Healthcare. Groceries. Housing. If it feels like all of it is getting more expensive, that’s because it is.
The cost of living is increasing steadily in metro areas, including the Atlanta region – but not at the same pace or in the same way.
The data experts at Atlanta Regional Commission took a look at of what these costs look like in metro Atlanta compared to other major metro areas in the nation. Yes, costs are climbing, but the news is not all bad.
And a sourcing note for those curious about what numbers were crunched: Current cost of living comes from the 2018 Annual Cost of Living Index (COLI) from the Council for Community and Economic Research, and data on rising costs is based on the Bureau of Labor Statistics’ Consumer Price Index
With that out of the way, let’s get to the findings.
Though housing costs are rising, healthcare costs are growing even faster
Using the year 2000 as a base, housing costs in metro Atlanta have increased by 43%. But that’s not the only driver of rising living expenses in our region. Costs for medical expenses, food, and transportation have all increased more than housing. The data comes from the Consumer Price Index, which measures change in the cost of consumer items over time. The chart shows the rise in costs using 2000 as the baseline year.
ATL’s cost of living remains near national average
Atlanta’s cost of living is just slightly higher than the national average – about 1.8% higher. Compare that to New York or San Francisco, which are 149% and 96% higher than the national average, respectively. Generally, the most affordable metro areas are in the Midwest and Southeast.
Cost of Living for 25 Largest Metros (index)
Housing is significantly driving up the cost of living in the nation’s most expensive metros
Affordable housing has become a hot topic across the nation, and for good reason. Many parts of the country have seen enormous increases in housing prices, especially on the coasts.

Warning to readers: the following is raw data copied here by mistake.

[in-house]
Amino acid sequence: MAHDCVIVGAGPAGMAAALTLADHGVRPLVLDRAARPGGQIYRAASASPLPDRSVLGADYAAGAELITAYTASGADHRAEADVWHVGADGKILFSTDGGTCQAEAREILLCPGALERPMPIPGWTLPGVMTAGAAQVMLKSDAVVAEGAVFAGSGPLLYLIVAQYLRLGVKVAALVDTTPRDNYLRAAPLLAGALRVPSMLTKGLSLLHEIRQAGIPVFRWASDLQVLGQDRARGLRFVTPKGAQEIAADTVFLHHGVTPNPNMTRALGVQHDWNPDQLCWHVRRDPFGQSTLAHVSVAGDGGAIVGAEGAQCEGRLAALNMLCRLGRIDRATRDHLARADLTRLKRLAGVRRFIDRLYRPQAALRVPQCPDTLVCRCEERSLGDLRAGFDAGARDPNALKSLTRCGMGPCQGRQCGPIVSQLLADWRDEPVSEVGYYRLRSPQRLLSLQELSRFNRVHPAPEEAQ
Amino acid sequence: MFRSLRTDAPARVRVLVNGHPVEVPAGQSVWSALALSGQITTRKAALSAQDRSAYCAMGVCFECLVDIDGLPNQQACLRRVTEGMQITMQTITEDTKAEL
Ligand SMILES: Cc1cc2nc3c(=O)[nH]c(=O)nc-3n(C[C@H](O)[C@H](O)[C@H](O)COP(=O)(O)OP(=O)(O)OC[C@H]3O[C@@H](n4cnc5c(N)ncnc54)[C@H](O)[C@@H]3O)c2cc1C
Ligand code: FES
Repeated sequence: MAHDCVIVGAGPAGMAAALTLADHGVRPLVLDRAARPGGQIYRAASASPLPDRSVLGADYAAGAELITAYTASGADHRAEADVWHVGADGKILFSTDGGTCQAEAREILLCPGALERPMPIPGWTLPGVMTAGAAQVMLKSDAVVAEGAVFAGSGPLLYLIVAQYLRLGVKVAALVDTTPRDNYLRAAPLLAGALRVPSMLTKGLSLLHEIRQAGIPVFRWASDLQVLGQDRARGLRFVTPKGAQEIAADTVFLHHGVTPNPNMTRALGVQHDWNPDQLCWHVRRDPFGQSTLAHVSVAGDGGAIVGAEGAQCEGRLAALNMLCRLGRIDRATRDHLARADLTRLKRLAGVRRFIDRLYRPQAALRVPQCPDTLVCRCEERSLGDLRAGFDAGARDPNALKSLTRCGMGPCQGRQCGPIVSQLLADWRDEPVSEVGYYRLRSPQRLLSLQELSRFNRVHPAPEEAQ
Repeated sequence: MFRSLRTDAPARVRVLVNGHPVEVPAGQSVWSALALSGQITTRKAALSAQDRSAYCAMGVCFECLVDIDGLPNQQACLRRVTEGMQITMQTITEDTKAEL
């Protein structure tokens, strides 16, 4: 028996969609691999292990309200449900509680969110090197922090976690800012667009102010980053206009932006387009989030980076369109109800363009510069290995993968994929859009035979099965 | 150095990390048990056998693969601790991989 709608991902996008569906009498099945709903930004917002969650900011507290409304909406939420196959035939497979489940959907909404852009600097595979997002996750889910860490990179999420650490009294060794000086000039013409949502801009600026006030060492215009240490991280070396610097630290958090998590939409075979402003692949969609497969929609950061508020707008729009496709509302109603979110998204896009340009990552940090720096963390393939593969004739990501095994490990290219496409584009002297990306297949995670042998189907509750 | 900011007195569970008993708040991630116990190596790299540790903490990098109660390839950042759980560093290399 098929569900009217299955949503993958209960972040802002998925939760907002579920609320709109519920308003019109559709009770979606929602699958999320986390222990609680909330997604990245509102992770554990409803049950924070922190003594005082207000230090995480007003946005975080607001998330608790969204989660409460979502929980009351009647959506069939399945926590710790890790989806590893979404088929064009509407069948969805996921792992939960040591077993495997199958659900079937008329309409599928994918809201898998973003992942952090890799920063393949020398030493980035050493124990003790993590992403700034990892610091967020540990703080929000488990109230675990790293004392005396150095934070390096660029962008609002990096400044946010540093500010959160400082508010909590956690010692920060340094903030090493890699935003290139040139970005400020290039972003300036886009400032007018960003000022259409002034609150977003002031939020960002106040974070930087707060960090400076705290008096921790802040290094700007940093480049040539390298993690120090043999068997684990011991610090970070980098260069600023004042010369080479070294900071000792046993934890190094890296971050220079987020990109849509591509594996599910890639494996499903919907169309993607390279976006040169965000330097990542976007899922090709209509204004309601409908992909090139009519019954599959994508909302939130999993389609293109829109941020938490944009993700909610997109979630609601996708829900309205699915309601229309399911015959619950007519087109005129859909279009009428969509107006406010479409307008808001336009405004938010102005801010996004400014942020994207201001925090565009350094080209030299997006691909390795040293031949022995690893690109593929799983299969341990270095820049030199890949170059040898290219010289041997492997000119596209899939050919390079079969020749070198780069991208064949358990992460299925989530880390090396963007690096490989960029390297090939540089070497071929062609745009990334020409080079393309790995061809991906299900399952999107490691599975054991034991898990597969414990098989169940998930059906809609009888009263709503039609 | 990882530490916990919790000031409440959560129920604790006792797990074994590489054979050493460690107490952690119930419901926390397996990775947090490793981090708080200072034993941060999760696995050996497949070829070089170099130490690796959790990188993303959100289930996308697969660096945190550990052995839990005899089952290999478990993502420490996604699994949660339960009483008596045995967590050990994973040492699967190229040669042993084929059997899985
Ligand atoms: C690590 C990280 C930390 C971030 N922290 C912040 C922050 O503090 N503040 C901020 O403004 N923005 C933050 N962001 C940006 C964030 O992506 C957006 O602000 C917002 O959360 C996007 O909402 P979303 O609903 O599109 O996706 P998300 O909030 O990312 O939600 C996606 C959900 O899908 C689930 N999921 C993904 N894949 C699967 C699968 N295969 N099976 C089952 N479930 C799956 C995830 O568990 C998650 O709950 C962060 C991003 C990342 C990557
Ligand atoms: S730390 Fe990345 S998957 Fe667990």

Those huge increases in living expenses in the New York and San Francisco regions are due, in large part, to housing costs that are 523% and 356% higher than the national average, respectively.
The news is a little better for metros in the southeast of the nation. Along with Charlotte, Dallas, Houston, and Nashville/Murfreesboro, Atlanta enjoys housing costs that are on par with the national average, and comparable to its peer metros in the southeast.
Cost of Living Comparison: Highest vs. Lowest Metros
In Atlanta, relatively low living costs mean higher buying power
It’s helpful to understand what cost of living means in terms of income, too. For example, if you earn $50,000 per year in metro Atlanta, you need to take in nearly $80,000 to have a similar lifestyle in Washington, D.C. In San Francisco, that number is more than $96,000, and in New York, it exceeds $120,000. Of our peer cities, it’s Dallas and Charlotte that require the most similar incomes to have the same buying power of an Atlantan who earns $50,000 per year.
Buying Power Compared to $50,000 in Atlanta
What does this mean?
We have more to think about than just housing when we compare our region to pricier metros, particularly those on the coast. As housing costs continue to rise, investments in transportation infrastructure can help soften the sting by making commuting cheaper. Continued emphasis on workforce development can keep wages stable or rising. And quality-of-life investments – those that impact health and wellness – can mitigate growing healthcare costs.
Learn more about the Cost of Living Index at coli.org.
What’s Next ATL, produced by the Atlanta Regional Commission, is a community resource that explores how metro Atlanta is growing and changing, and how the region is addressing its most pressing challenges.